News Feature

Blue Hill
Originally published in The Weekly Packet, August 28, 2014
Families explore bugs on Blue Hill mountain

Maia Church studies the bugs of Blue Hill Mountain

Maia Church examines a garden spider up close at Blue Hill Heritage Trust’s “Exploring Bugs” program at Blue Hill Mountain on August 2. More BHHT children’s programs are listed at bluehillheritagetrust.org.

Photo courtesy of Blue Hill Heritage Trust

Did you know that crickets have ears on the sides of their bodies? Or that daddy longlegs aren’t true spiders because they have only one body part?

Sixteen learners of all ages studied more than a dozen types of bugs and butterflies “on the fly,” so to speak, at a special program led by naturalist Lynn Havsall and offered by Blue Hill Heritage Trust on Saturday, August 2.

Using the Hayes field at the base of Blue Hill Mountain as their outdoor classroom, attendees captured bugs with nets and held them in special viewing containers provided by Havsall. The viewers featured magnifying lenses that allowed participants to look at each creature up close before releasing it back to its habitat, according to a news release from the trust.

A teacher who attended the workshop said the experience helped to “take away the fear factor” associated with certain insects. “I learned that the sharp-looking thing on one of the bugs wasn’t a stinger but an ovipositor for laying eggs,” she said.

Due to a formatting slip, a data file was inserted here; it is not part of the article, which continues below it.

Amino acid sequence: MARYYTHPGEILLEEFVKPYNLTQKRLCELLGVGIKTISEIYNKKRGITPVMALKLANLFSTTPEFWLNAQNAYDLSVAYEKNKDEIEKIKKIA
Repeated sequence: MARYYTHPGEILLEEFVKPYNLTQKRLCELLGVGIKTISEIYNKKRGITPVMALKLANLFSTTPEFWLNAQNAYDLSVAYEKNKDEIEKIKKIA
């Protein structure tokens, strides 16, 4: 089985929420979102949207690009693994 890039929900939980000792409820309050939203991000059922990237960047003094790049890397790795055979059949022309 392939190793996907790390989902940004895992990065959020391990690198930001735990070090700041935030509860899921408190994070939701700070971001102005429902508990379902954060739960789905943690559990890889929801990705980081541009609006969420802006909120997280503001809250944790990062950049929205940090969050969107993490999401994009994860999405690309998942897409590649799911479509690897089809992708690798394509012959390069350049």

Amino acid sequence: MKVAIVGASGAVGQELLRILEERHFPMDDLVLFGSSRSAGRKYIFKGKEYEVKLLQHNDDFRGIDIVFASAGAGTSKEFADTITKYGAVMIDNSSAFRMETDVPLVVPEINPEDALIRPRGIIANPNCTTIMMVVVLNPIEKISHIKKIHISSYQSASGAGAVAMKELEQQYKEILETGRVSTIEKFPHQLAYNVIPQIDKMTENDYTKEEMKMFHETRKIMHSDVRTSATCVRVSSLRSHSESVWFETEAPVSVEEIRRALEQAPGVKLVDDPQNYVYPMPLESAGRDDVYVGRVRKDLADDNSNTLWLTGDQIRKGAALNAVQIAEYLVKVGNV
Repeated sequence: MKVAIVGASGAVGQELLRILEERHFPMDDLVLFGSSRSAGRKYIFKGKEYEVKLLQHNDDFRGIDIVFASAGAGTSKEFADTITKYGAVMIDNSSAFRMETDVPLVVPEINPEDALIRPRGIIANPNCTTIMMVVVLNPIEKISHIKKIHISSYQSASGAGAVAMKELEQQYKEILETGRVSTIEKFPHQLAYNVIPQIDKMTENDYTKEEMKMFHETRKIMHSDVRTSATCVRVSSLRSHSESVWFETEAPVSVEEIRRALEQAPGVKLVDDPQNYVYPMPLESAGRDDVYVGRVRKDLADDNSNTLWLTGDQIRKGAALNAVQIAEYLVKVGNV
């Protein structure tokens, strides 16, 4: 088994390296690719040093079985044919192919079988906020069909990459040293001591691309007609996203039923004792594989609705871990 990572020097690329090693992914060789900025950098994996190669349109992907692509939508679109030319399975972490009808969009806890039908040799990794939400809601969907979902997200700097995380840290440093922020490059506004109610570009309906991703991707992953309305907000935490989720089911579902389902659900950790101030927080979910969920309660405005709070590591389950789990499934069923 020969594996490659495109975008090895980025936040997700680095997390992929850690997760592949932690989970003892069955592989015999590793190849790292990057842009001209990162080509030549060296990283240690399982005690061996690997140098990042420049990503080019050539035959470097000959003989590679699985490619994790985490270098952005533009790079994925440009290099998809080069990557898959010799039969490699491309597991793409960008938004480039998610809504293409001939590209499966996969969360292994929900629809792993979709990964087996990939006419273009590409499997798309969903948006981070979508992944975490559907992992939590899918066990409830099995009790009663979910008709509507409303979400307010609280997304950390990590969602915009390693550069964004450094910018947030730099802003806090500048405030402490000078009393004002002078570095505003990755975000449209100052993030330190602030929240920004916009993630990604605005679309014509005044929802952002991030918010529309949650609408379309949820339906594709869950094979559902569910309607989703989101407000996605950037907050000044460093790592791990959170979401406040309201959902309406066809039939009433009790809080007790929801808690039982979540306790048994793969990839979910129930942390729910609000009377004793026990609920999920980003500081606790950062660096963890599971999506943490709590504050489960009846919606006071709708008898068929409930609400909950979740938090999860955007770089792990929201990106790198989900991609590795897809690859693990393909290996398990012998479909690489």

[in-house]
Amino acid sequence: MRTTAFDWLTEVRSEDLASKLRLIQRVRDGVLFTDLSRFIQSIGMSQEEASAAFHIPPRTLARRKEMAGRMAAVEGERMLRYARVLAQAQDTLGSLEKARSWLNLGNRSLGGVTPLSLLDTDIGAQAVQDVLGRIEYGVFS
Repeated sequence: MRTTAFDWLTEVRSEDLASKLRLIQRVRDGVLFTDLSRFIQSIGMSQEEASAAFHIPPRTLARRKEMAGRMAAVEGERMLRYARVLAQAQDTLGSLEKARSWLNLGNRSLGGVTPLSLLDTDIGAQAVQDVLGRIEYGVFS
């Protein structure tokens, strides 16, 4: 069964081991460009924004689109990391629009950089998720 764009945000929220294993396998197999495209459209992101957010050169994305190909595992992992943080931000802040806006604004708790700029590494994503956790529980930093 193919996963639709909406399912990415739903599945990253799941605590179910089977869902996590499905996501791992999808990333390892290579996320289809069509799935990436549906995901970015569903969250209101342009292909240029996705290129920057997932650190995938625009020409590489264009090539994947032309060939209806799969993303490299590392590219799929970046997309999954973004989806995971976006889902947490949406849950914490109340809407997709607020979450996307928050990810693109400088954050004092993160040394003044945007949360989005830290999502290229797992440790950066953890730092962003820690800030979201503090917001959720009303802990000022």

One of the youngest adventurers in the group, a 4-year-old girl, came to the event interested only in butterflies but ended up catching and befriending several other creatures, including a bumblebee she wanted to take home. After Havsall explained what happens to a bee if it is separated from its own group and hive, the girl readily let it fly away.

Bugs found at the foot of Blue Hill Mountain included a robber fly, several types of crickets, wood nymph butterflies, fritillaries, bees, a wasp, daddy longlegs, garden spiders, a golden beetle, webworms, a mosquito, and a beetle characterized by Havsall as a “true bug.”

Havsall generously serves as a resource for Blue Hill Heritage Trust and other local conservation-minded groups.

BHHT’s program was part of a series of free outdoor events inviting families to explore the benefits of conservation land and to join as Blue Hill Heritage Trust members. For a full schedule of events or to become a member, visit their office at 258 Mountain Road, Blue Hill, or go to bluehillheritagetrust.org.